These kind of heritage sites often serve as an important component in a countrys tourist industry, Heritage can include cultural landscapes. As of 2011, there are 936 World Heritage Sites,725 cultural,183 natural, each of these sites is considered important to the international community. The underwater cultural heritage is protected by the UNESCO Convention on the Protection of the Underwater Cultural Heritage and this convention is a legal instrument helping states parties to improve the protection of their underwater cultural heritage. In additional, UNESCO has begun designating masterpieces of the Oral, international Institute for Conservation Much of heritage preservation work is done at the national, regional, or local levels of society
White Pine Series of Architectural Monographs
Architect Russell F. Whitehead was hired to supervise the series with Julian Buckly as photographer. During the first ten years, the series was limited to the details of residences constructed with Eastern white pine. Often the notable structures of a village would be documented together in one issue. In 1924 the White Pine Bureau ceased its advertising campaign and Whitehead determined to continue the series independently, in 1932 the Monograph series became absorbed into the Pencil Points architectural journal as a regular feature. The documentation of historic structures with photographs and measured drawings complemented the Comparative Details feature which published construction details for contemporary projects, the Monograph series was ended abruptly in June 1940. Many of its contributors became involved in the Historic American Buildings Survey, eagerly collected by architects and historians, the monographs have been re-issued in bound editions several times. They reorganized the individual editions into geographic regions and re-set all the type in order to produce a consistent presentation and they were able, in many cases, to make use of the original photographs which had been given to Weyerhauser by Whiteheads widow.
In 2006 the Northeastern Lumber Manufacturers Association revived the title for a new series of publications documenting the production, “The White Pine Monograph Series. “ The Journal of the Society of Architectural Historians. 22, pp. 39–41 Davis, William C, Survey of Early American Design, Vol.1 of Lisa C. Mullins, ed. Architectural Treasures of Early America
American Society of Civil Engineers
The American Society of Civil Engineers is a tax-exempt professional body founded in 1852 to represent members of the civil engineering profession worldwide. Headquartered in Reston, Virginia, it is the oldest national engineering society in the United States and it was the first national engineering society created in the United States. In 1999, the ASCE elected the top-ten civil engineering achievements that had the greatest positive impact on life in the 20th century in broad categories. Monuments of the Millennium were a combination of technical engineering achievement and inspiration, and it publishes conference proceedings, manuals of practice, technical reports, and monographs. The ASCE corporate website hosts the society’s bookstore, the access to all journal articles published since 1983, all conference proceedings since 2000. Each year, more than 55,000 engineers earn continuing education units and/or professional development hours by participating in ASCE’s continuing education programs, ASCE hosts more than 15 annual and specialty conferences, over 200 continuing education seminars and more than 300 live Web seminars.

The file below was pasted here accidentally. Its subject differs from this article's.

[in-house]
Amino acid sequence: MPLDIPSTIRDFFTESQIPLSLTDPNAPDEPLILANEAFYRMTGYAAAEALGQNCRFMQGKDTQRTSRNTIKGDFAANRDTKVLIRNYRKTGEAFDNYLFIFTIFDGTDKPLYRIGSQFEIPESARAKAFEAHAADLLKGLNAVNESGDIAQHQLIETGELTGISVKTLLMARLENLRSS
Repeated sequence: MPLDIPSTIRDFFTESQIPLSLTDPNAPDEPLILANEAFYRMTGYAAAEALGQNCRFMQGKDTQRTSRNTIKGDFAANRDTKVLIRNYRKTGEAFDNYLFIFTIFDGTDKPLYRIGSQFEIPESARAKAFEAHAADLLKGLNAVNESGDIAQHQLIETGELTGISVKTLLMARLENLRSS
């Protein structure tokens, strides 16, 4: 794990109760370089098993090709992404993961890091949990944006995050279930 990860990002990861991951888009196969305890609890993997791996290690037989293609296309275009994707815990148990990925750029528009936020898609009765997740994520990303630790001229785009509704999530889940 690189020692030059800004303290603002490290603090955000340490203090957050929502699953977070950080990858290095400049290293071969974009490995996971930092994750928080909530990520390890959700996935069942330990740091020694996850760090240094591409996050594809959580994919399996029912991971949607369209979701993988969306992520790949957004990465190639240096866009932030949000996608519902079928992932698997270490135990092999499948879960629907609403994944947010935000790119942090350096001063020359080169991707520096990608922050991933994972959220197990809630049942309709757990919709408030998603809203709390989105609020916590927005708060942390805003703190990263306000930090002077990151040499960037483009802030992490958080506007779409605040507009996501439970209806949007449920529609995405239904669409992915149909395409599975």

The Societys Committee on Technical Advancement has 10 divisions, each year, more than 6,000 civil engineering professionals contribute volunteer technical expertise through participation on ASCE technical committees. These committees are housed in the divisions of the Committee on Technical Activities or in the Society’s institutes, the efforts of these volunteers advance the profession in many ways including the numerous conferences held each year, manuals of practice and standards. Certification is the recognition of attaining advanced knowledge and skills in a specialty area of civil engineering, ASCE offers certifications for engineers who demonstrate advanced knowledge and skills in their area of engineering. American Academy of Water Resources Engineers Academy of Geo-Professionals Academy of Coastal, michel Award for Industry Advancement of Research and the Charles Pankow Award for innovation,11 scholarships and fellowships for student members. Special consideration is given to private practice engineering work that is recognized as a contribution to the field of environmental engineering.
The Lifetime Achievement Award has been presented annually since 1999 and recognizes five different individual leaders, one award is present in each category of design, government and management. ASCE designates national and international Historic Civil Engineering Landmarks, on February 12,2007 Lt. Gen Strock gave all expert review panel members an Outstanding Civilian Service Medals. On June 1,2007, the ASCE issued its expert review panel report, the report stated that had levees and pump stations not failed, far less property loss would have occurred and nearly two-thirds of deaths could have been avoided. The ASCE administration was criticized by the Times-Picayune for an attempt to minimize, the Corps acknowledged receiving a copy of the letter and refused to comment until the ASCEs Committee on Professional Conduct had commented on the complaint. It took over a year for the ASCE to announce the results of the CPC, the ASCE self-study panel did not file charges of ethical misconduct and blamed errors on staff and not review panel members having created the June press release.